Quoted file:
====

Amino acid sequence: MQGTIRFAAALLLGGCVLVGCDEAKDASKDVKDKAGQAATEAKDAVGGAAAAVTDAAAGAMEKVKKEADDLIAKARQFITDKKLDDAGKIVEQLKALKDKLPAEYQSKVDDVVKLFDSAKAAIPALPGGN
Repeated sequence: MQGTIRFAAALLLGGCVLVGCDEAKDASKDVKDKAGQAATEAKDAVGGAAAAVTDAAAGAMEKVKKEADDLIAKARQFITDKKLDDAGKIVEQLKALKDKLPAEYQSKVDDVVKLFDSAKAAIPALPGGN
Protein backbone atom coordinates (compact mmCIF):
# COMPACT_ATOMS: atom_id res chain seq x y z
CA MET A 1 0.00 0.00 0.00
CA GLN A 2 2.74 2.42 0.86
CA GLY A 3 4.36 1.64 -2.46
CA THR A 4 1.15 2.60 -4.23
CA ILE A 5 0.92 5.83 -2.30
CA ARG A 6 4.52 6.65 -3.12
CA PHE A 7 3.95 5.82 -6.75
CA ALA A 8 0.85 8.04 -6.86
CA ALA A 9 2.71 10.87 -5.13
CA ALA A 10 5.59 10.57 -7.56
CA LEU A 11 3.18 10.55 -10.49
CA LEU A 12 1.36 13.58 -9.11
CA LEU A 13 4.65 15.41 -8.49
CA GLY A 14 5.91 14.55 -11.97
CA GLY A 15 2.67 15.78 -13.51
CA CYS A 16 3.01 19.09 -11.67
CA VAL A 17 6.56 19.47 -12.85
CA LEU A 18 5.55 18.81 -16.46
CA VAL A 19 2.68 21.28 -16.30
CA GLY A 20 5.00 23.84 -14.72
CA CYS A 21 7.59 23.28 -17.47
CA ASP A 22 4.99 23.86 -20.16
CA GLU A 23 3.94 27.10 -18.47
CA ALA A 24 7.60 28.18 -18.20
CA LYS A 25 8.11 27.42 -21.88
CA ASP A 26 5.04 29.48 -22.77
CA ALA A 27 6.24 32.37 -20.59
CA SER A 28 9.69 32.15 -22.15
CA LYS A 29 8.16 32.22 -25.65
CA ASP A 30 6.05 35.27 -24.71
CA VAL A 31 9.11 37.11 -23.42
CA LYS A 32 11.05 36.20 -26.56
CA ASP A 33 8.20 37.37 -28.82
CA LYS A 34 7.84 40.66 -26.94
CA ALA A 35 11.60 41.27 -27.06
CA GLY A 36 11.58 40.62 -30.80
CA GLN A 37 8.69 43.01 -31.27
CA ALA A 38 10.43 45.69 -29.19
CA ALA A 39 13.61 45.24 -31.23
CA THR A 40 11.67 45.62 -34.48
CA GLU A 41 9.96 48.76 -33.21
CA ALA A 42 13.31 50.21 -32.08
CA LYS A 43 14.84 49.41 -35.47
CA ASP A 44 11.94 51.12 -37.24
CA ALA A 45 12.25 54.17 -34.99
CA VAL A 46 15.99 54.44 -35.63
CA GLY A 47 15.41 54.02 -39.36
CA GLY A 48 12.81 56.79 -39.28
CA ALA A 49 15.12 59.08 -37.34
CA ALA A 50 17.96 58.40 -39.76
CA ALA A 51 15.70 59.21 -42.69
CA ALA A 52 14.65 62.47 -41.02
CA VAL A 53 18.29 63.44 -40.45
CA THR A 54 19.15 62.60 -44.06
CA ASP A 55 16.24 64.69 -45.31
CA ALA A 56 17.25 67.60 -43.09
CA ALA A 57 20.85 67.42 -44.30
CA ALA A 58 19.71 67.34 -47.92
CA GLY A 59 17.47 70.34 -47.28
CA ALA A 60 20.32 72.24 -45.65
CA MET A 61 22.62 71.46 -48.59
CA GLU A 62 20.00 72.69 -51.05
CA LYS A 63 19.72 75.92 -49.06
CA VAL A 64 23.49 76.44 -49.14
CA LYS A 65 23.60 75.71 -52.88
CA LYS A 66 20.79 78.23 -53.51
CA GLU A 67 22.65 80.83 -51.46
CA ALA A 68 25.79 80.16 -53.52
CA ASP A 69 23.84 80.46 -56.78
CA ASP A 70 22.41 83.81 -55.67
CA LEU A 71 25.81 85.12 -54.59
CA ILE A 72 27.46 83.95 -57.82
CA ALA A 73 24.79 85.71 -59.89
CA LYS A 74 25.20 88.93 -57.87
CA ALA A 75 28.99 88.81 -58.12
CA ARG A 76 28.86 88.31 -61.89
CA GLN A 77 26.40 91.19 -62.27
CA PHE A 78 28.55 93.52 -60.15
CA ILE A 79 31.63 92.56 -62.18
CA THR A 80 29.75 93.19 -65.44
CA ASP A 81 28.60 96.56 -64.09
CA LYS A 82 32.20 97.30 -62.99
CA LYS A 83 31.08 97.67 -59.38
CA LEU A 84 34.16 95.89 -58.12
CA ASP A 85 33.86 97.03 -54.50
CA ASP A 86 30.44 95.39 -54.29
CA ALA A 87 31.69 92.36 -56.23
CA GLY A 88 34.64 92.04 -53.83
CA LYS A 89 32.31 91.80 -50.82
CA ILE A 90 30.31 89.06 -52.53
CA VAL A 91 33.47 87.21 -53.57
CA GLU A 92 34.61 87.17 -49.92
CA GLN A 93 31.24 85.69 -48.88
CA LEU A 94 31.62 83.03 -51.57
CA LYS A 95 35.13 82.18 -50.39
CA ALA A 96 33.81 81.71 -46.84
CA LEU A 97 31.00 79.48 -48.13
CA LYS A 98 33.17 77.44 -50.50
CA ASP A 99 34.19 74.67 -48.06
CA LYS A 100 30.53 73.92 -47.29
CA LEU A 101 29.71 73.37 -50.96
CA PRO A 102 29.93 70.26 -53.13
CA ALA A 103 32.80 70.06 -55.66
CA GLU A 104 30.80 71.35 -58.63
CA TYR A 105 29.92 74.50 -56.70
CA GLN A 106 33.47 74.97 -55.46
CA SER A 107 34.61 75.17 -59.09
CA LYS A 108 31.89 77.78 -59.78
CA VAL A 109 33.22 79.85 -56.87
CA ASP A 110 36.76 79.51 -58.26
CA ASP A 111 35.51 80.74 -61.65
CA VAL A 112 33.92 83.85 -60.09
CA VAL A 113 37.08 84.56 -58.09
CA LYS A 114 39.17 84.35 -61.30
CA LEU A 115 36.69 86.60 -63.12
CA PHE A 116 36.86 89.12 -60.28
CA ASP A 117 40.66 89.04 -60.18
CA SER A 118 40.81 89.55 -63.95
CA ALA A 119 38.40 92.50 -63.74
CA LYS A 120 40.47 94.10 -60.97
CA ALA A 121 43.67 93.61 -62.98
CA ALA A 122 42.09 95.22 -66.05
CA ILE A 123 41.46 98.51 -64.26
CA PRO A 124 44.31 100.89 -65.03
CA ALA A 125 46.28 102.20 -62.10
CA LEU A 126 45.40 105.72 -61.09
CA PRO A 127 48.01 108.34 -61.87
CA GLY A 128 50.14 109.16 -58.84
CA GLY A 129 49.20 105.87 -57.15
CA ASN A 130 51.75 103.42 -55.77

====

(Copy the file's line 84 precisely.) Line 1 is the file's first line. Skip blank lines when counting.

CA THR A 80 29.75 93.19 -65.44